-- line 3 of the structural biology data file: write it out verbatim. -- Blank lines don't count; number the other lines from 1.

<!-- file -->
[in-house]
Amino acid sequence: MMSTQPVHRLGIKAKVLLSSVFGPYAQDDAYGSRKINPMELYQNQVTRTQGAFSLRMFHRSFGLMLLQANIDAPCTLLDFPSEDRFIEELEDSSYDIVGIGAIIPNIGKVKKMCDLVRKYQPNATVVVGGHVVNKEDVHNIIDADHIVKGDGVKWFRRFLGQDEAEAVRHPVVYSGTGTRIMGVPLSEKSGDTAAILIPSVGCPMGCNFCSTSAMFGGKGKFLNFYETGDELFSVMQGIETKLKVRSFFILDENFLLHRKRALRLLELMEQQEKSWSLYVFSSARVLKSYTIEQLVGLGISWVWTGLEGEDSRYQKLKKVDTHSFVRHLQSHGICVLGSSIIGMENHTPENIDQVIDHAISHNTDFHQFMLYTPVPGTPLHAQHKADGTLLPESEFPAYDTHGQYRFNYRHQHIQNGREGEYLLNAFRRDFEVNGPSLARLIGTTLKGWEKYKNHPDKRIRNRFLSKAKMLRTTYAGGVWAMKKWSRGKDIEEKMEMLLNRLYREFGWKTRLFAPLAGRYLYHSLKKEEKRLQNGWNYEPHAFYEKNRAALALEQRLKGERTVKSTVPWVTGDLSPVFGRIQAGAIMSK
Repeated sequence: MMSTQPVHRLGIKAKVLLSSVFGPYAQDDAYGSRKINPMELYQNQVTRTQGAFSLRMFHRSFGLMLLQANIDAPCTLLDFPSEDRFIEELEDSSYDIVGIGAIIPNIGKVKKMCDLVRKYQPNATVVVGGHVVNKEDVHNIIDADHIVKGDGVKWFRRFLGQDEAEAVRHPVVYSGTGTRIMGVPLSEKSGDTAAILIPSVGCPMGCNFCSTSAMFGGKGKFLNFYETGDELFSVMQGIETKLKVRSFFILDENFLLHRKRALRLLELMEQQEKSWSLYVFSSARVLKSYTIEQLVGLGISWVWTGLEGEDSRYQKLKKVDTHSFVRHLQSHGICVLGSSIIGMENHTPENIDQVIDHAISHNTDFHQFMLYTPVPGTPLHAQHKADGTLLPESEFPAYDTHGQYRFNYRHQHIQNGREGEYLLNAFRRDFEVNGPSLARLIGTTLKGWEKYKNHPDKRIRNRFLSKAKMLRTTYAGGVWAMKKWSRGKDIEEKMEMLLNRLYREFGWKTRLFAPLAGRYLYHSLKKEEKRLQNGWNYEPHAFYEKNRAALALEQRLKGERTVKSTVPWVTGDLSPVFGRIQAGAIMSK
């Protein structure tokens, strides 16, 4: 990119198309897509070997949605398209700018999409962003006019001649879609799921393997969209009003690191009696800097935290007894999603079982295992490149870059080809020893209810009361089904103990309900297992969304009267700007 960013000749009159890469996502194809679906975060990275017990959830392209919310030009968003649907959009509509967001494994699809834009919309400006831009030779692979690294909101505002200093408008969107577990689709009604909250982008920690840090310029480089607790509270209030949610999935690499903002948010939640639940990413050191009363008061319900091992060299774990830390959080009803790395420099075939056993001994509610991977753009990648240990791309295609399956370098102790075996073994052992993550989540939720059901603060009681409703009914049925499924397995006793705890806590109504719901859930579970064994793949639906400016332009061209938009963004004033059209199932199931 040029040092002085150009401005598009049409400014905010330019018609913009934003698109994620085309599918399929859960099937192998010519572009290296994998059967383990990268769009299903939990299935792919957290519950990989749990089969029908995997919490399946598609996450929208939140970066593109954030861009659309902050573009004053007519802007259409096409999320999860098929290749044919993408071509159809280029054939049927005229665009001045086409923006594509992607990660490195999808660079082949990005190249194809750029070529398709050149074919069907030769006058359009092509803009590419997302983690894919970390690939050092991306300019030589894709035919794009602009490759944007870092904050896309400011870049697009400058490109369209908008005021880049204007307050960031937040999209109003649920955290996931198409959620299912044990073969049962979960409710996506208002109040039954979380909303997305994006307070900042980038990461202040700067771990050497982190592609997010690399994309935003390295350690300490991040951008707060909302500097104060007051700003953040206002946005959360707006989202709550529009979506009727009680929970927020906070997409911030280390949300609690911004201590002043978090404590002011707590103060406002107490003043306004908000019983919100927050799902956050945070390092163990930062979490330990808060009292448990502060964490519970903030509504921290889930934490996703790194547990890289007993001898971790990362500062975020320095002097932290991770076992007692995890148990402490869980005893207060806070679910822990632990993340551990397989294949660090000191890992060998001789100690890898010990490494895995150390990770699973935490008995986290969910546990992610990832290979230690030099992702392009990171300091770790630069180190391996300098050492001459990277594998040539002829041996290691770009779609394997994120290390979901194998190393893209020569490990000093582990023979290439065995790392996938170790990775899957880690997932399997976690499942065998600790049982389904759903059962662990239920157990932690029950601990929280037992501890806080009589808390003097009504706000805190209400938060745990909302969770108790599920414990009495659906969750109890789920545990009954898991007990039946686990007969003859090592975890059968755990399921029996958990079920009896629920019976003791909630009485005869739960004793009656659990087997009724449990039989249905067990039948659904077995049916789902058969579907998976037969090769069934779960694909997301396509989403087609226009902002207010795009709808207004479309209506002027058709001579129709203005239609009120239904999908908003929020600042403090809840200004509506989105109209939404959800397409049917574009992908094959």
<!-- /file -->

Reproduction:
Repeated sequence: MMSTQPVHRLGIKAKVLLSSVFGPYAQDDAYGSRKINPMELYQNQVTRTQGAFSLRMFHRSFGLMLLQANIDAPCTLLDFPSEDRFIEELEDSSYDIVGIGAIIPNIGKVKKMCDLVRKYQPNATVVVGGHVVNKEDVHNIIDADHIVKGDGVKWFRRFLGQDEAEAVRHPVVYSGTGTRIMGVPLSEKSGDTAAILIPSVGCPMGCNFCSTSAMFGGKGKFLNFYETGDELFSVMQGIETKLKVRSFFILDENFLLHRKRALRLLELMEQQEKSWSLYVFSSARVLKSYTIEQLVGLGISWVWTGLEGEDSRYQKLKKVDTHSFVRHLQSHGICVLGSSIIGMENHTPENIDQVIDHAISHNTDFHQFMLYTPVPGTPLHAQHKADGTLLPESEFPAYDTHGQYRFNYRHQHIQNGREGEYLLNAFRRDFEVNGPSLARLIGTTLKGWEKYKNHPDKRIRNRFLSKAKMLRTTYAGGVWAMKKWSRGKDIEEKMEMLLNRLYREFGWKTRLFAPLAGRYLYHSLKKEEKRLQNGWNYEPHAFYEKNRAALALEQRLKGERTVKSTVPWVTGDLSPVFGRIQAGAIMSK